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Takeaways from the Inaugural GIC Southwest Economic Summit

February 28, 2014

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GIC’s first program in the Southwest, held at the Phoenix Convention Center, was rich in content and thoughtful dialogue, addressing the economic vibrancy and challenges of the region, the impact of NAFTA and how the Phoenix area is increasingly positioned as an international city. Some of the great takeaways are highlighted next.

Scott Smith, Mesa’s mayor and chair of U.S. Conference of Mayors brought the H.E.A.T. (healthcare, education, aerospace, tourism and technology) initiative. Paul Thomas from Intel and Ellen Hughes Cromwick from Ford doused it – or certainly cooled it down by observing that the increase in auto sales is derived from replacement sales (not discretionary spending) and that trends show consumers no longer buying PCs at historic levels. Further, we cannot expect increases in productivity to come from computer related technology – simply put, the computer market is saturated and the human brain is too slow to keep up with next generation of computers. Alas, human factors!

Arnie Maltz (ASU), Catherine Mann (Brandeis) and Tim Lloyd (Intel) transported us over the supply chain of what looks like healthy trade in the Americas – highlighting that some roadblocks at the border prevent trade from being an even stronger fuel of US Southwest and western hemisphere economies.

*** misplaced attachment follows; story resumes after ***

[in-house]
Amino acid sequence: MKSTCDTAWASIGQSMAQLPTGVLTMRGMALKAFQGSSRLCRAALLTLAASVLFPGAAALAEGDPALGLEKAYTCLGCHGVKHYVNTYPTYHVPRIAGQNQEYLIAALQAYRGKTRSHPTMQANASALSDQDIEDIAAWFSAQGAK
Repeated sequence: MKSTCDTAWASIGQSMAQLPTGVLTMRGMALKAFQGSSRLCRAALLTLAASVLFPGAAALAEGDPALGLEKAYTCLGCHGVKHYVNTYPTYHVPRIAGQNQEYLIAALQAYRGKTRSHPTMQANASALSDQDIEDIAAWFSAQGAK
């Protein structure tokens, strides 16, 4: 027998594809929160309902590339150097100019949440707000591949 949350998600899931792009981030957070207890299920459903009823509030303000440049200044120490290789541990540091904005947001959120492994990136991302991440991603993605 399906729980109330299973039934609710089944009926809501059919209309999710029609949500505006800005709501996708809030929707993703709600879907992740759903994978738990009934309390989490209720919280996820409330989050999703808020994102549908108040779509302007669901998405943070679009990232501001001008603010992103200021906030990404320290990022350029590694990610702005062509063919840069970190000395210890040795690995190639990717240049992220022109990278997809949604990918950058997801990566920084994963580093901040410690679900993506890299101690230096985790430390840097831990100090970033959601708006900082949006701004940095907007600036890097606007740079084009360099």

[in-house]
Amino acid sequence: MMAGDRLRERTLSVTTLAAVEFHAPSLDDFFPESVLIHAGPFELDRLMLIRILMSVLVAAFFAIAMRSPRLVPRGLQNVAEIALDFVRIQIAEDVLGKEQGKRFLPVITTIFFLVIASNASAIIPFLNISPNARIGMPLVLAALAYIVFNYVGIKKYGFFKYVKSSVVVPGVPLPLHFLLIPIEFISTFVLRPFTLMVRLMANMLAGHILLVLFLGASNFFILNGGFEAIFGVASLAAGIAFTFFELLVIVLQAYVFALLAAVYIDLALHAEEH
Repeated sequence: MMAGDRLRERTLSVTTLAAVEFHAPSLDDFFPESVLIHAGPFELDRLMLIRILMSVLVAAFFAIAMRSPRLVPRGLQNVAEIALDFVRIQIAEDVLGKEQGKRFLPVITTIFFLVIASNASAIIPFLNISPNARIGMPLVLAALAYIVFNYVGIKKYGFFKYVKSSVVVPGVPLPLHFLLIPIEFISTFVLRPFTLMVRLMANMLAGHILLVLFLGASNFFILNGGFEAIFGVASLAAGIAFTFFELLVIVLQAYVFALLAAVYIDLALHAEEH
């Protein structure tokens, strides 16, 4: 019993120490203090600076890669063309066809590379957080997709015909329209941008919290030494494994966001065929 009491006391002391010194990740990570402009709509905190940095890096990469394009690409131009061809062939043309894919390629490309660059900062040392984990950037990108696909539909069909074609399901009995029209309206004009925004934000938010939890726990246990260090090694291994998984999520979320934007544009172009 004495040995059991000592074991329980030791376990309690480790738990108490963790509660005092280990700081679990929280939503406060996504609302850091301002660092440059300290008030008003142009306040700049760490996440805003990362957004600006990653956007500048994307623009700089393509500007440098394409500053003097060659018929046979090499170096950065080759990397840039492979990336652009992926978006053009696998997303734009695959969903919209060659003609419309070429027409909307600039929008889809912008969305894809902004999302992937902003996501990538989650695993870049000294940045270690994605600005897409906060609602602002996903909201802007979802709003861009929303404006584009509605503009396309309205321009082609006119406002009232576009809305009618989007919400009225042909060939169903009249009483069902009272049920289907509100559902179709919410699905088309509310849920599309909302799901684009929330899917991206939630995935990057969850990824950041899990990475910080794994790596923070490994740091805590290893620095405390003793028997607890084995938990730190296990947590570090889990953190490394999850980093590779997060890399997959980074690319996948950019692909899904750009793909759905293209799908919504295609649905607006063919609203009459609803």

Glenn Williamson confirms – and has the stats to prove it – that Canada is a strong trading partner of the US, as is Mexico. Factoring in NAFTA, Vice Governor of the Central Bank of Mexico Manuel Sanchez Gonzales expects that Mexico’s economy will grow about 3 percent a year. Congressman Matt Salmon, chair of the Western Hemisphere subcommittee of the Committee on Foreign Affairs, is working to help US companies, consumers and Mexico leverage the move to privatize the Mexican oil industry through assistance with off shore drilling technologies.

Barry Broome, GPEC leader, and Kevin Sullivan of the Arizona Commerce Authority confirm that Arizona is gaining as an international economic hub, but it takes a lot of effort and work. Improvements in STEM (science, technology, engineering and mathematics) education would give them and others in the state more arrows in the armory they have to drive further economic expansion. Companies with strong job growth prospects domiciled in California and Mexico will be targets of the Ariz. economy hunters.

Wells Fargo economist Eugenio Aleman presented a mixed bag on trade flows in the Americas, but concluded on a positive note looking for growth. Wells Fargo’s Ana Ramirez offered an overview of the Bank’s consultative approach to trade solutions.

The Dallas Federal Reserve Bank, in particular, Assistant Vice President Roberto Coronado and his colleagues, are also looking at trade in the Americas and conducting useful research which can be analyzed to show future directions and inform decisions and decision makers about the deployment of capital.

We all made strong new connections to the Southwest and learned key insights from our speakers, partners and attendees. As conference chair, I thank all for contributing to an important and successful Summit.

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